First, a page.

Rather than driving 65mph through the Columbia Gorge, travel on 2 wheels and get up close and personal with the natural scenic area.
Take a cruise along the newest section the Historic Columbia River Highway State Trail to enjoy views of the majestic *Nch’i-Wána (Columbia River-The Big River) and 3 waterfalls that flow beside the paved path. Including a glimpse of the bottom of a 4th waterfall. Admire the Washington side of the Gorge – including Wind Mountain and cars driving east on I-84 – then end up at a small beach in an Oregon state park situated along the river’s edge.
On warm days this route provides a nice relief from the sun underneath the trees. If it’s hot enough, pack extra clothes and take a dip in the river at Viento S.P. Do not dip in too far from the shore as currents are strong in this river.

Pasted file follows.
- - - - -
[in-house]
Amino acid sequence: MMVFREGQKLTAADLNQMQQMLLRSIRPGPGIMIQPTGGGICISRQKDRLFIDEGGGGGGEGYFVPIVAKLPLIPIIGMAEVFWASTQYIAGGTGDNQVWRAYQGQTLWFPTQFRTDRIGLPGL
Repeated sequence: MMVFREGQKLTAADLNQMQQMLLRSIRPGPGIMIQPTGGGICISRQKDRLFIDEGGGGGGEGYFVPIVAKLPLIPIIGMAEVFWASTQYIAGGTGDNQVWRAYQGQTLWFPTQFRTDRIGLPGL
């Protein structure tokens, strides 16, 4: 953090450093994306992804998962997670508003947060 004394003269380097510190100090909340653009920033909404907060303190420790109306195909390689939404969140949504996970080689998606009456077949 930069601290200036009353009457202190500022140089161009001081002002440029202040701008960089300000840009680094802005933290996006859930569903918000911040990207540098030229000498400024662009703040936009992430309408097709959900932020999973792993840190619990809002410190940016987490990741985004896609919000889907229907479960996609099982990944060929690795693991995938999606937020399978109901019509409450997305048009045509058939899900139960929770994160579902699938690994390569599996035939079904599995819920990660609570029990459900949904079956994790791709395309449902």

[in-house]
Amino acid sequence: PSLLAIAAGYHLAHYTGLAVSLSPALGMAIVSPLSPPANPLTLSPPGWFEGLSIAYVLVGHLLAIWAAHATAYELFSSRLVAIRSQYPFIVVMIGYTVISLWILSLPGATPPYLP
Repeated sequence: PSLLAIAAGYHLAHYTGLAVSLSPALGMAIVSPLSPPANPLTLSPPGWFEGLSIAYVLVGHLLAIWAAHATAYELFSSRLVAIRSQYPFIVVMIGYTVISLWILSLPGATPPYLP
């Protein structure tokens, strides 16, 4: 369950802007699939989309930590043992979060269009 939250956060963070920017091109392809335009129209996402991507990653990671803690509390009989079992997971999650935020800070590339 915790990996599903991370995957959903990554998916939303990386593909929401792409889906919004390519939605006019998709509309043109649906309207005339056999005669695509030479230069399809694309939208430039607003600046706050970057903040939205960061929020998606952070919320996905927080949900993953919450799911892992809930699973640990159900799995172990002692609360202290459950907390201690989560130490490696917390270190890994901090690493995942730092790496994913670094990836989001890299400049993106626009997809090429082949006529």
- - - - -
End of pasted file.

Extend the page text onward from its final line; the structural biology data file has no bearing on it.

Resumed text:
Little treat: Keep an eye out for small, side gravel trails that lead to wide open views of the Columbia Gorge!
*Nch’i-Wána translates to The Big River. This word comes from the Umatilla Tribe and is what they call the Columbia River.
- Keep an eye out for hikers, walkers, and doggos (on leash)!
- There are a few hills, but if you go from Wyeth to Viento S.P. the hills are not as long (in my opinion). However, this is not considered a flat trail.
- You can start at Viento S.P. but there is nothing to look at during the turnaround at Wyeth Trailhead.
- Permanent bike holder with tools at the Wyeth Trailhead.
- A potable water spigot is located a little bit pass the Wyeth Campground. Water fountains are at Starvation Creek.
- This is a non-motorized state trail section.
- Don’t go too fast down the hills for the safety of others.
- Let people know when you’re passing them from behind.
- It can get windy out here. This is the Gorge after all!
- The route takes you over the new 500’ long Summit Creek Viaduct – completed in 2019.
- Pack snacks to eat at the picnic table located on the river’s beach in Viento State Park.